I wondered aloud about Hak’s unique position within the music industry. He’s undeniable ‘UK. urban’ but he’s not just ‘UK. urban’. In April Rinse FM did a ‘Hak Baker & friends’ show. He then went on a two-month tour supporting Plan B. Last month he opened for The Vaccines and all summer he’s been popping up on the British festival circuit.

He’s carved out an interesting position for himself; there are not many artists who can rap with a guitar, warm up indie rock crowds and keep seven nights of Plan B audiences hyped.

“It’s really nice that the music is being accepted as it is, but I think what I’ve come to realise is that it’s not like a phenomenon or anything like that at all. People like to blow things out of proportion,” he tells me.

“This is nothing new. Black men have been fucking playing guitar and singing for years. This ain’t fucking anything new. It’s just not ‘let’s kill each other’ blah, blah, blah, ‘let’s get signed and make a million grand’. That’s the only thing that’s different.

“It’s just truth and the reason why people like it, I think, is because people always need a bit of truth. It hits home, and people want to probably go back to themselves. Inward. Instead of being outward all the time so I make music that people can listen to when they’re at home or when they want to go out and get fucking righteous together and feel like they belong somewhere. Then people come and listen to this crazy shit or this true music that makes them feel themselves.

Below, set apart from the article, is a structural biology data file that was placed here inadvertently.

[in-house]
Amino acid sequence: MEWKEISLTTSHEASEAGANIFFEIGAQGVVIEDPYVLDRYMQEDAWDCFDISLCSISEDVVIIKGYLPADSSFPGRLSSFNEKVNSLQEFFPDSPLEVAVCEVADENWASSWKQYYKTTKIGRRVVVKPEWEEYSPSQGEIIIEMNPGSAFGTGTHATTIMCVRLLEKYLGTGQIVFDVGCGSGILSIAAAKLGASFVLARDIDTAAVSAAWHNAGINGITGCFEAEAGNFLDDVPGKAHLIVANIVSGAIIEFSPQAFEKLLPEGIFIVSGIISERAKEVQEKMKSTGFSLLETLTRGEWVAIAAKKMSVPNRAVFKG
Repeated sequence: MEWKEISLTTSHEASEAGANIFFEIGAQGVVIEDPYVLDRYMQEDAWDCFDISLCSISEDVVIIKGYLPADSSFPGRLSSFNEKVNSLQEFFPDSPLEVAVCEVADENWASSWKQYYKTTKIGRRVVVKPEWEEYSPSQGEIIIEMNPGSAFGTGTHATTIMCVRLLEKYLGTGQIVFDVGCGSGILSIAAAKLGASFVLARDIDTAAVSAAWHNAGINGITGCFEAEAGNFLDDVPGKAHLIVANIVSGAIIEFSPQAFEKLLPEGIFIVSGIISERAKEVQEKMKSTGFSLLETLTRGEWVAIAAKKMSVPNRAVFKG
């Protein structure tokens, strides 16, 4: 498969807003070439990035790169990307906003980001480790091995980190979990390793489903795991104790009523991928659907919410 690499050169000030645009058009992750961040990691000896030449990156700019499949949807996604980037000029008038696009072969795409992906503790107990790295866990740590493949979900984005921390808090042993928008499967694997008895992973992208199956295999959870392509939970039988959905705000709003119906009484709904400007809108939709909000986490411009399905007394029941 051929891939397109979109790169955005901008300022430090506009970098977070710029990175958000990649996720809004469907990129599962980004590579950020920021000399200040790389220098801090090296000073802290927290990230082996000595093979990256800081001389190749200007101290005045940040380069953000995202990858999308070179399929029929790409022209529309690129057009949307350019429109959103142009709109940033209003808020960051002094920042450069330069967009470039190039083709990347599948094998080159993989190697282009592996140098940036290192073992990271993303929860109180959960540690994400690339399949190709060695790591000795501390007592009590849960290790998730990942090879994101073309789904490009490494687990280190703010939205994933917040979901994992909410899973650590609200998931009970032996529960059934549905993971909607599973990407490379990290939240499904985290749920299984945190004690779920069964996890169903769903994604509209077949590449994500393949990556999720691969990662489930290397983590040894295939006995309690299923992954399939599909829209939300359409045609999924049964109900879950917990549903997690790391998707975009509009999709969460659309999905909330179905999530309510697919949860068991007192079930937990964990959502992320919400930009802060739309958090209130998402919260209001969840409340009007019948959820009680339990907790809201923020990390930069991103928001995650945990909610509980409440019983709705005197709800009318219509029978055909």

“This ain’t nothing new. This ain’t no new fucking genre. This is just me singing on a guitar. What we’ve been doing since we were slaves or in Africa and shit with an instrument. This ain’t new. It’s just maybe, do I dare say brave? But it’s not even brave, it’s just normal. I just talk. I just like to be myself. Everyone knows I went to prison. I didn’t share a cell and I had to find out who I was and I found out. I came back to myself and I’m cool.”

Hak Baker plays Electric Picnic, August 31 – September 2.